Once, in his famous book “The open veins of Latin America”, Eduardo Galeano wrote “the wealth of Europe cannot be understood without understanding the poverty of Latin America”. With that phenomenal narration of the wealth extraction model that was carried out during the colonial era, Galeano gives an account of how the fact of having been colonized, and our economic relations with the so-called first world, conditioned us from those times.

Well, I do not think I can affirm that the development of some finds its sole cause and simply in the underdevelopment of others, but there is an evident inequity in the use of resources, and a network of historical economic relations and geopolitical issues that play an important role, and that cannot be neglected when it comes to analysis.

To believers in Argentina's uniqueness: did it ever make a bit of noise to observe that not a single country in Latin America could develop? And what about Africa either? And that most of the central countries are the ones that played the role of colonizers, while the peripheral countries, in general, are the historically colonized? No, we Africans and Latin Americans do not have a gene that makes us more stupid and serial shit makers. Nor does it respond to the fact that on the other side there are superior and civilized beings that make possible the development that we lack.

Our history and our historical economic relations, without a doubt, condition us. They do not determine us, we are not condemned to failure, but they have conditioned us. As Daniel Schteingart told me: "It's like playing the trick with bad cards." Reformulating the phrase of the great Uruguayan writer: the living conditions of the first world cannot be understood without understanding those of the third.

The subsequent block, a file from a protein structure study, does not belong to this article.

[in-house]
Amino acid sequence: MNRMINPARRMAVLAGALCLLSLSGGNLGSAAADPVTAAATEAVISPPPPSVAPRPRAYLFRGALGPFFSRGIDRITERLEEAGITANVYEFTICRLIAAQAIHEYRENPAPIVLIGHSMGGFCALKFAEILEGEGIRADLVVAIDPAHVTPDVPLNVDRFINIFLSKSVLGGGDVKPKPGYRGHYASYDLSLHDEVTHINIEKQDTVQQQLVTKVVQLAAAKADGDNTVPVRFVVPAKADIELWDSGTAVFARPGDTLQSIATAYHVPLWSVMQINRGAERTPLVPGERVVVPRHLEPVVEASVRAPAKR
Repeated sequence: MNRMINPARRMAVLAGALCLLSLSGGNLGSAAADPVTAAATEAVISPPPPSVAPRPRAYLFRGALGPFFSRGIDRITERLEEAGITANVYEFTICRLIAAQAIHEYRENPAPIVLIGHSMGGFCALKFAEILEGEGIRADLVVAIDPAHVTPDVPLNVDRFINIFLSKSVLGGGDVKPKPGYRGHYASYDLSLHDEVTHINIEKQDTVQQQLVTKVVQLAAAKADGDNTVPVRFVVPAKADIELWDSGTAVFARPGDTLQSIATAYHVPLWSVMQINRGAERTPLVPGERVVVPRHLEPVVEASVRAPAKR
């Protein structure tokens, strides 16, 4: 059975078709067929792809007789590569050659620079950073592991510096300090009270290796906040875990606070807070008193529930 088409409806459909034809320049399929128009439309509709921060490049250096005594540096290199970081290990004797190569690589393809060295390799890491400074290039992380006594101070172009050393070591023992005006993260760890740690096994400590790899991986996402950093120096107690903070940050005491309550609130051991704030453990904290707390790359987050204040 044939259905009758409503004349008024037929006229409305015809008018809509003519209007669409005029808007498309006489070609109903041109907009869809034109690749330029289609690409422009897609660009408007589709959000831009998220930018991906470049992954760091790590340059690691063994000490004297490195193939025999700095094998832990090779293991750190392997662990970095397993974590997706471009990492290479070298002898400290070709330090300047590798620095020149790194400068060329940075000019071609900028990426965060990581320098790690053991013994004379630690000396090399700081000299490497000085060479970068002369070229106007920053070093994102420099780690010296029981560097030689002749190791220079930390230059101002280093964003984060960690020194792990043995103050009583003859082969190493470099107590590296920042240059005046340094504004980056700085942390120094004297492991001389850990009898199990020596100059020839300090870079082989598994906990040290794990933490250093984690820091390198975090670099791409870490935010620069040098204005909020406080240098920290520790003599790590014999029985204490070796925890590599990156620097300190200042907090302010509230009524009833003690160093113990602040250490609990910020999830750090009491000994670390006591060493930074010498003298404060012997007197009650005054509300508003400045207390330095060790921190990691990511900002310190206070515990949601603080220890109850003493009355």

Inequality as a central issue

With globalization, the world GDP began to grow faster. But at the same time inequality accelerated within them and among people on a global scale, without distinction of countries. In other words, it is produced more than before, but it is distributed increasingly worse. We grow at the cost of increasing inequality.

The Oxfam Intermón confederation of organizations (made up of 17 NGOs), which is dedicated to studying the subject, pointed out that in 2014, 80 people had the same wealth as the poorest half of the world's population (that is, the same as approximately 3,500 millions of people). In 2015, there were already 62 who had the same as half the world. In 2016, 8.

In addition, the 1,810 millionaires that appear in Forbes magazine (2016) have the same as 70% of the world's inhabitants. And another incredible fact: 10 companies had more income in 2016 than 180 countries combined. In addition, any CEO of any of the 100 richest companies earns more than 10,000 workers together in factories in Bangladesh.

The other important fact that concerns us is that in the last year developing countries lost, says Oxfam, more than $ 100 billion due to tax evasion by mostly foreign companies. In the case of Africa, it was 11,000 million dollars in 2010, equivalent to 6 times the amount needed to deal with Ebola (which was unleashed just years later) in Sierra Leone, Liberia and Guinea.